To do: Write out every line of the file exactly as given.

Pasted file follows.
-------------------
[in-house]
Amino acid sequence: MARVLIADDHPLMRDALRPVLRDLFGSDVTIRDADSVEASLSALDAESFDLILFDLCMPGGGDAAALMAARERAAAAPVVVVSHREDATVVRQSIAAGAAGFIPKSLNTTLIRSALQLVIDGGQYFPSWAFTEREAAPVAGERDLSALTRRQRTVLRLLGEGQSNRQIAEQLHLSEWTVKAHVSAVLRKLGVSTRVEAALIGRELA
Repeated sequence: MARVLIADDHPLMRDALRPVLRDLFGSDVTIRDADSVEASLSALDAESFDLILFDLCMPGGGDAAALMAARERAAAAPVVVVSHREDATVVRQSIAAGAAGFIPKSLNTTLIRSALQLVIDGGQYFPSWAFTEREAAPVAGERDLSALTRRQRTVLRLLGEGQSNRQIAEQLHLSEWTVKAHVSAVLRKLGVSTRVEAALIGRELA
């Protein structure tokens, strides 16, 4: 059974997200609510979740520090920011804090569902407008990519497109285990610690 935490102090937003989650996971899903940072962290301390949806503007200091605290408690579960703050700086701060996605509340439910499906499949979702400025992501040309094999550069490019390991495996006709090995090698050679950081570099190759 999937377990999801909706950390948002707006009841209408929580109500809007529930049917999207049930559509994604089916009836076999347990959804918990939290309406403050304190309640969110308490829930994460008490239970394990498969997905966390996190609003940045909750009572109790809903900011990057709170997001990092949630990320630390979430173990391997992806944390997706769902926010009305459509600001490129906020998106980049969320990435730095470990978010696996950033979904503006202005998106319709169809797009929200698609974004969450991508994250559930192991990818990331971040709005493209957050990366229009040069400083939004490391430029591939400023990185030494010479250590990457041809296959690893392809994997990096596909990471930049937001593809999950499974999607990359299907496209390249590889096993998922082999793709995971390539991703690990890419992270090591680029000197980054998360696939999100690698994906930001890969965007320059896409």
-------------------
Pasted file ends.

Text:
[in-house]
Amino acid sequence: MARVLIADDHPLMRDALRPVLRDLFGSDVTIRDADSVEASLSALDAESFDLILFDLCMPGGGDAAALMAARERAAAAPVVVVSHREDATVVRQSIAAGAAGFIPKSLNTTLIRSALQLVIDGGQYFPSWAFTEREAAPVAGERDLSALTRRQRTVLRLLGEGQSNRQIAEQLHLSEWTVKAHVSAVLRKLGVSTRVEAALIGRELA
Repeated sequence: MARVLIADDHPLMRDALRPVLRDLFGSDVTIRDADSVEASLSALDAESFDLILFDLCMPGGGDAAALMAARERAAAAPVVVVSHREDATVVRQSIAAGAAGFIPKSLNTTLIRSALQLVIDGGQYFPSWAFTEREAAPVAGERDLSALTRRQRTVLRLLGEGQSNRQIAEQLHLSEWTVKAHVSAVLRKLGVSTRVEAALIGRELA
């Protein structure tokens, strides 16, 4: 059974997200609510979740520090920011804090569902407008990519497109285990610690 935490102090937003989650996971899903940072962290301390949806503007200091605290408690579960703050700086701060996605509340439910499906499949979702400025992501040309094999550069490019390991495996006709090995090698050679950081570099190759 999937377990999801909706950390948002707006009841209408929580109500809007529930049917999207049930559509994604089916009836076999347990959804918990939290309406403050304190309640969110308490829930994460008490239970394990498969997905966390996190609003940045909750009572109790809903900011990057709170997001990092949630990320630390979430173990391997992806944390997706769902926010009305459509600001490129906020998106980049969320990435730095470990978010696996950033979904503006202005998106319709169809797009929200698609974004969450991508994250559930192991990818990331971040709005493209957050990366229009040069400083939004490391430029591939400023990185030494010479250590990457041809296959690893392809994997990096596909990471930049937001593809999950499974999607990359299907496209390249590889096993998922082999793709995971390539991703690990890419992270090591680029000197980054998360696939999100690698994906930001890969965007320059896409």